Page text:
We had our first skills day this week. We were introduced to CPR and first aid concepts. It was interesting and enjoyed the presentations and practical work. As much as I hate to admit this, I have never taken CPR or a First Aid class before this presentation, so everything was brand new to me. As indicated the instruction was part class work and part practical. We worked on everything from doing CPR on an adult to CPR on a child and become familiar with the AED. I have to say it was more fun than work. When completing the exercises, I couldn’t help but wonder when or who I would be doing this on in the future. During the Academy, I have heard a lot of stories from experienced officers, and I wonder how well I will do under the pressure of a life or death situation. Like most things in the academy, you are taught what to do and then tested on the concepts while under pressure through various tests and developed situations. I feel confident that I will do fine but until tested, in real life, no one can be absolutely sure of how they will react. All I can say for sure is that I have been well prepared, I know what I am doing, I feel confident in my knowledge and in the practical application of what I have learned and I will complete my duty to the best of my ability. The reason for the training is so that when one is placed in that situation, one reacts in the way that they have been trained. This is very similar to practice in athletics in which I have plenty of experience. One keeps practicing the basics, using the basics in practical situations, and come game time, one is prepared to react.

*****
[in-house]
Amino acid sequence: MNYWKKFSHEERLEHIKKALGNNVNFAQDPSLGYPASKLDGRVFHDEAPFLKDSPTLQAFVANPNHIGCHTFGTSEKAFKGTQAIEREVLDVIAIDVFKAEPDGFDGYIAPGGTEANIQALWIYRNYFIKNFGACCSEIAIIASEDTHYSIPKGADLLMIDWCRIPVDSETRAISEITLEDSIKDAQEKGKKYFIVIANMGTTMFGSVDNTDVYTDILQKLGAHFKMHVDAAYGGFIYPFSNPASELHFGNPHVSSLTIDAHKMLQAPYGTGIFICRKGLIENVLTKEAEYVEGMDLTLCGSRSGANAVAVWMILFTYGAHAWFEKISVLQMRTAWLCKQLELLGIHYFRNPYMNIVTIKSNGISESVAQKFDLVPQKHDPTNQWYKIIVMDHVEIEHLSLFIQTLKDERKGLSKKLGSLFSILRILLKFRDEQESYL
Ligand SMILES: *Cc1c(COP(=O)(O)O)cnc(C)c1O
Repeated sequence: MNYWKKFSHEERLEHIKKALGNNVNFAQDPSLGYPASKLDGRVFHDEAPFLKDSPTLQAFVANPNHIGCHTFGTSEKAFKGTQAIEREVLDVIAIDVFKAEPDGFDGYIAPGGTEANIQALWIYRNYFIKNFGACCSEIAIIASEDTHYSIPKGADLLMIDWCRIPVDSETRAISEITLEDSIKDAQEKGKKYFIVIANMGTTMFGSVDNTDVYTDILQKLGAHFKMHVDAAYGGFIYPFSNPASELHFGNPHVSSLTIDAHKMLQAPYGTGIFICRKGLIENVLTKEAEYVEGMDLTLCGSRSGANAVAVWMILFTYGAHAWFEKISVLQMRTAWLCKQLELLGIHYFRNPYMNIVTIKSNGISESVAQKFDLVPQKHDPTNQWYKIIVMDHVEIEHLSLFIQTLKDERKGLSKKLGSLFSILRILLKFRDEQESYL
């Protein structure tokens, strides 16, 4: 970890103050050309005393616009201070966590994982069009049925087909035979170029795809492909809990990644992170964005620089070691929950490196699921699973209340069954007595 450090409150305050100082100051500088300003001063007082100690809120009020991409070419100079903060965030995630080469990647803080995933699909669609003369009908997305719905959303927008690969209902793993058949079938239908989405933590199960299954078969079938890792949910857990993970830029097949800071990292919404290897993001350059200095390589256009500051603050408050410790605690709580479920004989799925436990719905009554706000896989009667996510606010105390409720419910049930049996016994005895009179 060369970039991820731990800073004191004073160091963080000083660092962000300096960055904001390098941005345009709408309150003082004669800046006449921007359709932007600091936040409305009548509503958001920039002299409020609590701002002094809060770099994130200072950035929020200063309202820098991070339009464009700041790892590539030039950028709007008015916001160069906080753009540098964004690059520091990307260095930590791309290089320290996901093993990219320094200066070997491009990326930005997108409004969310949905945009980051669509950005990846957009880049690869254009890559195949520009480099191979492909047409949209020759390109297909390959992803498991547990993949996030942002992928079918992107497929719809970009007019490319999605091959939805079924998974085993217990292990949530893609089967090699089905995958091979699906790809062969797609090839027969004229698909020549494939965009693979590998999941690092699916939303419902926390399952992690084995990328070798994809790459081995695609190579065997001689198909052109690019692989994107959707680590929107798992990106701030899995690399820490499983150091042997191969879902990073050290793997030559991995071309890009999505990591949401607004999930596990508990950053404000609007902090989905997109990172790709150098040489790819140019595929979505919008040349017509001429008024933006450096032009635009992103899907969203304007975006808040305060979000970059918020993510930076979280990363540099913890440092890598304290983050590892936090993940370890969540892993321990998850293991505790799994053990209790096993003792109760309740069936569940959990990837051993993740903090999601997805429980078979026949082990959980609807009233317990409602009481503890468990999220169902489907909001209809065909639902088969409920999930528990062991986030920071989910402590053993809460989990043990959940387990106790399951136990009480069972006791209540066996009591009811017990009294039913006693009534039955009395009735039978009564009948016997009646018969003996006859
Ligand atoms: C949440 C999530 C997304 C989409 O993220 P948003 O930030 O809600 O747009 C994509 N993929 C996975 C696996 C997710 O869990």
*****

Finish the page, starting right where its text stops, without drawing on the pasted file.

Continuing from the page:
My favorite part of the class is when the instructors create a scenario and the members of the class had to apply what they had learned. Our group made some small mistakes but over all, we did a great job on the prepared scenarios.